What Is a Resistance Movement?
A resistance movement is any form of political protest by an individual, group of individuals, or collection of like-minded groups. In general, the protests are in opposition to occupation of a nation by a foreign presence or to internal government policies and rule. Many causes for and forms of the resistance movement concept exist.
Two of the most basic are organized violent uprisings against a foreign invasion or nonviolent resistance. One of the most famous organized violent uprisings was the multifaceted underground French resistance to German Nazi occupation of France was during World War II. An example of a nonviolent resistance was when the spiritual leader Mahatma Gandhi led against British rule in India in the early and mid-1900s. Another example of a largely peaceful and nonviolent resistance movement is the one led by Martin Luther King, Jr., in the United States for civil rights reform, that culminated in a march on Washington, D.C., and ultimately led to King being awarded the Nobel Peace Prize.
Civil resistance against an established government is quite common throughout human history, and is often referred to as an insurrection. Insurrections such as those that have occurred in modern times in states like Iraq, Peru, and Sri Lanka often grow to the point where they can be categorized loosely as a form of resistance movement known as civil war. As recent events in the Ivory Coast demonstrate, resistance movements can also be sparked by failed reform attempts when a presidential election results in the defeat of an incumbent president, in this case Laurent Gbagbo, who refuses to step down.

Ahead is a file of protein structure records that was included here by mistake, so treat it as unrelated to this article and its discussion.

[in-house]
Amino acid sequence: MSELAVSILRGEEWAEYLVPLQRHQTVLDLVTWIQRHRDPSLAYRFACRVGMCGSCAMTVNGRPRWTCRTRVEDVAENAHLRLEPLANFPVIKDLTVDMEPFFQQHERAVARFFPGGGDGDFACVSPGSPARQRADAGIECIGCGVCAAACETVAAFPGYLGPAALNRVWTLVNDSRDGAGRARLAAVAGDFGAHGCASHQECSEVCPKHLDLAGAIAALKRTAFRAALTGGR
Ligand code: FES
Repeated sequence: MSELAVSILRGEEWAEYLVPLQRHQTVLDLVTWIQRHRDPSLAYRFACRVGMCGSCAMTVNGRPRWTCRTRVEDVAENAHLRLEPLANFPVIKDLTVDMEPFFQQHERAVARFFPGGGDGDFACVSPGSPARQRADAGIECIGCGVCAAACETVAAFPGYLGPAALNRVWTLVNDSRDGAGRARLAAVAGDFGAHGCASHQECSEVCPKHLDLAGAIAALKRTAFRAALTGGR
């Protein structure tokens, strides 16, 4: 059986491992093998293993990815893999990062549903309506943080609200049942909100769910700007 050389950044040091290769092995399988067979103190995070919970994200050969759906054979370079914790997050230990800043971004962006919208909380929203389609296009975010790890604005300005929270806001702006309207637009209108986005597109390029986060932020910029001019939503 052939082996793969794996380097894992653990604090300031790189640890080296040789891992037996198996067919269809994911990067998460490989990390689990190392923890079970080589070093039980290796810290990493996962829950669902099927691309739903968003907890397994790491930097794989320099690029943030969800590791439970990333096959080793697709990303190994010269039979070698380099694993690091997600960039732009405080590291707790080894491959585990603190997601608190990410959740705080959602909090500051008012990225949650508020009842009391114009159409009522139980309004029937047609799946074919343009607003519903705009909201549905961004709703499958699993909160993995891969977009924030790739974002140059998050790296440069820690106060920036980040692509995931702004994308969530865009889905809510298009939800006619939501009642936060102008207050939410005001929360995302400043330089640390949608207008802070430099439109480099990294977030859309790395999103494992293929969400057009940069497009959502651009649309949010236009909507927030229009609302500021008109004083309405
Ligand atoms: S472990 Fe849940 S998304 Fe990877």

Religious differences often lead to resistance movements as well. The Shiite, Sunni, and Kurdish Islamic conflict in Iraq is one example, and the conflict between Muslims and Hindus in India is another. The latter led to the creation of Pakistan, and later Bangladesh in 1971, after India and Pakistan fought a brief conflict there.
Protests against a government, however, can have a more narrow scope and definition, but can still be categorized as a resistance movement. The riots that occurred in Los Angeles, California, in the United States in 1992 were sparked by racial inequality, when the widely broadcast trial of the beating of Rodney King resulted in the acquittal of the four Los Angeles police officers involved. Thousands of mostly young black and Latino males protested the verdict through law breaking, including acts of looting, arson, and murder. This resulted in California's governor dispatching 4,000 National Guard troops to restore government order.
The LA riots of 1992 could be categorized as a youth movement due to the makeup of those who were involved. This gives it some similarity to widespread resistance movements that occurred in Western nations in the mid-1960s. Protests sprung up against everything from corporate air and water pollution, to discrimination against women in the workplace, the nuclear arms race, and belligerent government policies of military intervention in foreign affairs.
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